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West Michigan officials facing recall election over controversial wind farm project

MUSKEGON COUNTY, MI – Two Casnovia Township officials are facing a recall election next month over their voting records on a controversial wind farm project that divided township residents and their elected officials for over a year.

After residents filed a petition for their recall, Casnovia Township Clerk Jennie Powell and Trustee Daniel Winell, both Republicans, will be vying to keep their positions for the next seven months when voters cast ballots in the May 5 election.

Voters, casting primarily absentee ballots, will decide whether to elect them, or challengers Carrie Schuman, who is seeking the clerk’s position, and Steven Sower Jr., who is running for Winell’s trustee seat. Both challengers are running as nonpartisan candidates.

The controversial wind farm project sparked division within the township over a litany of complaints by residents. During 2018-19, Casnovia residents expressed concern to officials that the project would produce excessive noise and could create hazards for local wildlife.

The proposed wind farm, dubbed the Kenowa Ridge Wind Farm Project, would have built 31 wind turbines across portions of Casnovia Township in Muskegon County and Tyrone Township in Kent County. It was first proposed in 2018 and would have been completed this year.

After township officials approved a special use permit for the project in August 2019, residents filed a lawsuit in Muskegon County Circuit Court against Casnovia Township, claiming that ongoing health issues could be negatively impacted or exacerbated if the wind farm was erected.

A second lawsuit was filed last year against the township by American Electric Power, the project’s developer, who claimed the conditions of the special use permit were “capricious and arbitrary.”

AEP has since dropped the lawsuit and decided not to move forward with the wind farm project, Casnovia Township Supervisor Kelli Ashbaugh told MLive.

But township residents say they have lost trust in their elected officials over the handling of the controversial project.

Ravenna resident Daniel Kosheba filed recall petitions last summer against the three township officials who voted in favor of the project – Powell, Winell and Treasurer Gayle Brock. Brock has since resigned from his position, township officials said.

“These (officials) voted against the will of the township residents in the first place, and we don’t trust them in the future to do the right thing,” Kosheba told MLive. “They’ve proven that they can’t be trusted, and so we’d like to see them removed.”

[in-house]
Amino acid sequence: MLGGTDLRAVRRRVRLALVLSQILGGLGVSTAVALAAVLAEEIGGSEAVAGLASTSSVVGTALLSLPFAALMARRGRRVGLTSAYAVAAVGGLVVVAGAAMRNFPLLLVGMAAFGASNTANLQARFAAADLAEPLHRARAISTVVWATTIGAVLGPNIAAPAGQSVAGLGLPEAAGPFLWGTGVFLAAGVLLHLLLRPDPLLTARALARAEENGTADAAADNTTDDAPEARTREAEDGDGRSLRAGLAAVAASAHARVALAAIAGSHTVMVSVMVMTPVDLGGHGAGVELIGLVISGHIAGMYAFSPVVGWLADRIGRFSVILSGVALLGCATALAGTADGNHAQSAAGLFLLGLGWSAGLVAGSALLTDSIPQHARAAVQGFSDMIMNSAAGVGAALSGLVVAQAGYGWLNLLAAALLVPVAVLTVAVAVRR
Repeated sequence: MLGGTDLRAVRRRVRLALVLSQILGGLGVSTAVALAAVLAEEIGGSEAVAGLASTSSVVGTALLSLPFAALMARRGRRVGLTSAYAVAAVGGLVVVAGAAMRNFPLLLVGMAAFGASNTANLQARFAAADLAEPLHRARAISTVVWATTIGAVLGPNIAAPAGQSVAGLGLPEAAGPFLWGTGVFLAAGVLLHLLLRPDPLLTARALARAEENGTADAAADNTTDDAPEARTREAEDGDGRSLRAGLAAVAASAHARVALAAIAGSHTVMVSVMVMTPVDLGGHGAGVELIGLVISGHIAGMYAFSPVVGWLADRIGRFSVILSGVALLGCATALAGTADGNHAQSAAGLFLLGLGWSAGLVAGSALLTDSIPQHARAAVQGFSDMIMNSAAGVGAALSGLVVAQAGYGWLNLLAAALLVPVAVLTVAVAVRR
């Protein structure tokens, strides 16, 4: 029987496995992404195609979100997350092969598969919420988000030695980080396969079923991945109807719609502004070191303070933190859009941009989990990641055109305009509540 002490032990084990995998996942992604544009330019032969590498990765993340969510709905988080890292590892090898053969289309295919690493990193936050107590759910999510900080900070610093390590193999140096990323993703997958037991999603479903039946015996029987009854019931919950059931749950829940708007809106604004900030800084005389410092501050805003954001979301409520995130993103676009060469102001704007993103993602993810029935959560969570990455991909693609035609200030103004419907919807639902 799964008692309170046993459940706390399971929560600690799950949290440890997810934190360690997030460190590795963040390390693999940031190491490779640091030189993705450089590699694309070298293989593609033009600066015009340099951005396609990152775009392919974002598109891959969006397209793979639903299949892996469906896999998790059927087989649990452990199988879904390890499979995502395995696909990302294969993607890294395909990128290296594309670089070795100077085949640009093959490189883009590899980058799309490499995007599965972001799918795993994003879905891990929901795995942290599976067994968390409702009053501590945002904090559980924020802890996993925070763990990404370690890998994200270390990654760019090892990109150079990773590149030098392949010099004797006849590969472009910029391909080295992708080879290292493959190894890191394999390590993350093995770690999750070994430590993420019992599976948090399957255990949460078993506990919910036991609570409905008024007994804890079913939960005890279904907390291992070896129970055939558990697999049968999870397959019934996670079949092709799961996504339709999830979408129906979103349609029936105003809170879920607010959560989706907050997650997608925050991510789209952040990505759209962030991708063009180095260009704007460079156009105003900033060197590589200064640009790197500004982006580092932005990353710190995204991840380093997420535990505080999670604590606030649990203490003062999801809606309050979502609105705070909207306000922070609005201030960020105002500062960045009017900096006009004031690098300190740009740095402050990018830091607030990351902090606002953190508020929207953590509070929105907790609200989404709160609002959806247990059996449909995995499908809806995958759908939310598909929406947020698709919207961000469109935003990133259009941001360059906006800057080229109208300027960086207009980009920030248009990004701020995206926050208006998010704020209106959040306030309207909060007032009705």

Kosheba said his recall petitions against Powell and Winell received over 400 signatures from township residents.

Winell told MLive that he was surprised that the petition was approved by the county clerk in the first place.

Winell said the petition, which lists reasons why the officials should be recalled, is incorrect because it implies that township officials should have voted based on how an attorney told them to vote.

Under the reason why the officials should be recalled, the petition states: “On April 23, 2019, (Powell and Winell) ignored the legal advice and counsel of the Casnovia Township attorney and voted to unlawfully approve a Special Land Use Permit” for the wind farm project.

Winell argued that it wasn’t his job to vote based on how the attorney advised him to vote, which is what he said the petition implies.

“The grounds (the petition) was filed on says that we did not listen to our lawyer’s advice. And anybody knows that your lawyer cannot tell you how to vote,” he said. “The lawyer’s only purpose was to make sure things were done right.”

Winell said he doesn’t know yet if he plans to run for re-election once his term is up in November.

Powell did not respond to multiple requests for comment from MLive.

The recall election process was changed in 2012 from a two-election process to a single recall election, according to the Michigan Bureau of Elections.

While there used to be two elections – one to recall the official and one to fill the vacancy – there is now a single recall election to fill the remainder of the official’s term, and the incumbent is automatically made a candidate in the election. The candidate who receives the most votes wins and fills the remainder of the term.

In this case, the terms of the potentially-recalled Casnovia officials will end in November of this year, meaning whoever wins this election will hold the position for only seven months.

Muskegon County Elections Coordinator Jeanne Pezet said so far, no one has filed to appear on the Aug. 4 ballot to take over the township positions in November. The deadline to file is 4 p.m. Tuesday, April 21, she said.